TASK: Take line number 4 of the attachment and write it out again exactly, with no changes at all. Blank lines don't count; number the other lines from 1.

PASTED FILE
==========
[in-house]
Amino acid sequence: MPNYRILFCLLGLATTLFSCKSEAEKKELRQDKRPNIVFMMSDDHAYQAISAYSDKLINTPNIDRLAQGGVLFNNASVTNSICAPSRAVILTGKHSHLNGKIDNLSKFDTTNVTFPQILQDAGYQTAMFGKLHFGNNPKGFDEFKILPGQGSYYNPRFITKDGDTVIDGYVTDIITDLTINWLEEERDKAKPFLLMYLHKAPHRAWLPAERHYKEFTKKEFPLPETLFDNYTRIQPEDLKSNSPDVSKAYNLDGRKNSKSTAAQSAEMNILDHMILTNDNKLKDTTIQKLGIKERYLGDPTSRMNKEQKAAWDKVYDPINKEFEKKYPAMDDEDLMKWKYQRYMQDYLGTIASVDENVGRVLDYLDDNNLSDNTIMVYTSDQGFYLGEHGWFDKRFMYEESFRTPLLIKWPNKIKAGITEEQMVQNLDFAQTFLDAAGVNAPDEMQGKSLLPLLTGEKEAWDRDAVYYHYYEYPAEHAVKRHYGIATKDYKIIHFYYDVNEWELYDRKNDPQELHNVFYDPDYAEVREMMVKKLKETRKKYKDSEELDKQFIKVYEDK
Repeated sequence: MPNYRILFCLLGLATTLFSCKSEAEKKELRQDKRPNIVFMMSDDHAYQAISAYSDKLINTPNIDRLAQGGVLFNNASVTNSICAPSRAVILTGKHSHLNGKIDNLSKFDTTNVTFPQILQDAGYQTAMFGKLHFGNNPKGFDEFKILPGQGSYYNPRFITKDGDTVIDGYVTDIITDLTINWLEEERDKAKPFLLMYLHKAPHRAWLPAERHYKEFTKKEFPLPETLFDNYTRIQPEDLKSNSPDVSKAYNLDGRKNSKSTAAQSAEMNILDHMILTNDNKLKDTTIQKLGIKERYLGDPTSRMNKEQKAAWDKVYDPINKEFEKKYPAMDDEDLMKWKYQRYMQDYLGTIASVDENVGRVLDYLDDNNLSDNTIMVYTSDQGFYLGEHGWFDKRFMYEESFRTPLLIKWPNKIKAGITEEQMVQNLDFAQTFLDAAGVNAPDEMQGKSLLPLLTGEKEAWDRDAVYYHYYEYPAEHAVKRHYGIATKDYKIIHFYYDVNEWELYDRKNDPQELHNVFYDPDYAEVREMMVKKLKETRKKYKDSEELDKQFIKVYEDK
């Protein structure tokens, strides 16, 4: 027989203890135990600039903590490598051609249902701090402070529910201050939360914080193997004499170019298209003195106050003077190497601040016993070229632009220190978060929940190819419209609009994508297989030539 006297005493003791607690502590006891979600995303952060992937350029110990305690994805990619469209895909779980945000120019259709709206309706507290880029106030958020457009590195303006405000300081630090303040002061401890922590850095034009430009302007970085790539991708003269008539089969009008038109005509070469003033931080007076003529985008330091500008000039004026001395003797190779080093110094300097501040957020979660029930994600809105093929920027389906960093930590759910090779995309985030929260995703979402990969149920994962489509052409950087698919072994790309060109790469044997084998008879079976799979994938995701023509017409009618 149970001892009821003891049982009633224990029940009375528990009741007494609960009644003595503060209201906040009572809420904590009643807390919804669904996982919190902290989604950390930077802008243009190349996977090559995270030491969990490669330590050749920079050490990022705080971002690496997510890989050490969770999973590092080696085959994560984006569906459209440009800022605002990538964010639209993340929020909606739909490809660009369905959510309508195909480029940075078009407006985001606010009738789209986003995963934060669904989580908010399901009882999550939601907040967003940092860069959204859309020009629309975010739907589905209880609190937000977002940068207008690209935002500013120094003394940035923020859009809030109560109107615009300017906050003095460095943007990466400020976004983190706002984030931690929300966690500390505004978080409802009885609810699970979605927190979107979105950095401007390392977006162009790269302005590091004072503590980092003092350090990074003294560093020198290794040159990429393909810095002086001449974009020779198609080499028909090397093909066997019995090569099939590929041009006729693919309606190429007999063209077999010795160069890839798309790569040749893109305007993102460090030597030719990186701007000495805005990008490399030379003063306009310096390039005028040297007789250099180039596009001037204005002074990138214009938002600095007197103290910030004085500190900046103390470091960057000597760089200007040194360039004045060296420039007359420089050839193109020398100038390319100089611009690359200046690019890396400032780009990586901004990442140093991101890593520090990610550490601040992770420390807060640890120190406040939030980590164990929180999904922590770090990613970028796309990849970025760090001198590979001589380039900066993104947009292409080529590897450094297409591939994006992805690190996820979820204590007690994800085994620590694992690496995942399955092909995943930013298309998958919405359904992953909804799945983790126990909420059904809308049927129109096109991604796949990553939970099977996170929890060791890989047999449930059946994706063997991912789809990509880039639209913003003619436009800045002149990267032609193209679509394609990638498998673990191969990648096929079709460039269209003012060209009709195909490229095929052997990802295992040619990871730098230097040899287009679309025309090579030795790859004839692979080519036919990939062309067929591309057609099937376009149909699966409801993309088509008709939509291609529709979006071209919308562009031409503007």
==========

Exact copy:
């Protein structure tokens, strides 16, 4: 027989203890135990600039903590490598051609249902701090402070529910201050939360914080193997004499170019298209003195106050003077190497601040016993070229632009220190978060929940190819419209609009994508297989030539 006297005493003791607690502590006891979600995303952060992937350029110990305690994805990619469209895909779980945000120019259709709206309706507290880029106030958020457009590195303006405000300081630090303040002061401890922590850095034009430009302007970085790539991708003269008539089969009008038109005509070469003033931080007076003529985008330091500008000039004026001395003797190779080093110094300097501040957020979660029930994600809105093929920027389906960093930590759910090779995309985030929260995703979402990969149920994962489509052409950087698919072994790309060109790469044997084998008879079976799979994938995701023509017409009618 149970001892009821003891049982009633224990029940009375528990009741007494609960009644003595503060209201906040009572809420904590009643807390919804669904996982919190902290989604950390930077802008243009190349996977090559995270030491969990490669330590050749920079050490990022705080971002690496997510890989050490969770999973590092080696085959994560984006569906459209440009800022605002990538964010639209993340929020909606739909490809660009369905959510309508195909480029940075078009407006985001606010009738789209986003995963934060669904989580908010399901009882999550939601907040967003940092860069959204859309020009629309975010739907589905209880609190937000977002940068207008690209935002500013120094003394940035923020859009809030109560109107615009300017906050003095460095943007990466400020976004983190706002984030931690929300966690500390505004978080409802009885609810699970979605927190979107979105950095401007390392977006162009790269302005590091004072503590980092003092350090990074003294560093020198290794040159990429393909810095002086001449974009020779198609080499028909090397093909066997019995090569099939590929041009006729693919309606190429007999063209077999010795160069890839798309790569040749893109305007993102460090030597030719990186701007000495805005990008490399030379003063306009310096390039005028040297007789250099180039596009001037204005002074990138214009938002600095007197103290910030004085500190900046103390470091960057000597760089200007040194360039004045060296420039007359420089050839193109020398100038390319100089611009690359200046690019890396400032780009990586901004990442140093991101890593520090990610550490601040992770420390807060640890120190406040939030980590164990929180999904922590770090990613970028796309990849970025760090001198590979001589380039900066993104947009292409080529590897450094297409591939994006992805690190996820979820204590007690994800085994620590694992690496995942399955092909995943930013298309998958919405359904992953909804799945983790126990909420059904809308049927129109096109991604796949990553939970099977996170929890060791890989047999449930059946994706063997991912789809990509880039639209913003003619436009800045002149990267032609193209679509394609990638498998673990191969990648096929079709460039269209003012060209009709195909490229095929052997990802295992040619990871730098230097040899287009679309025309090579030795790859004839692979080519036919990939062309067929591309057609099937376009149909699966409801993309088509008709939509291609529709979006071209919308562009031409503007």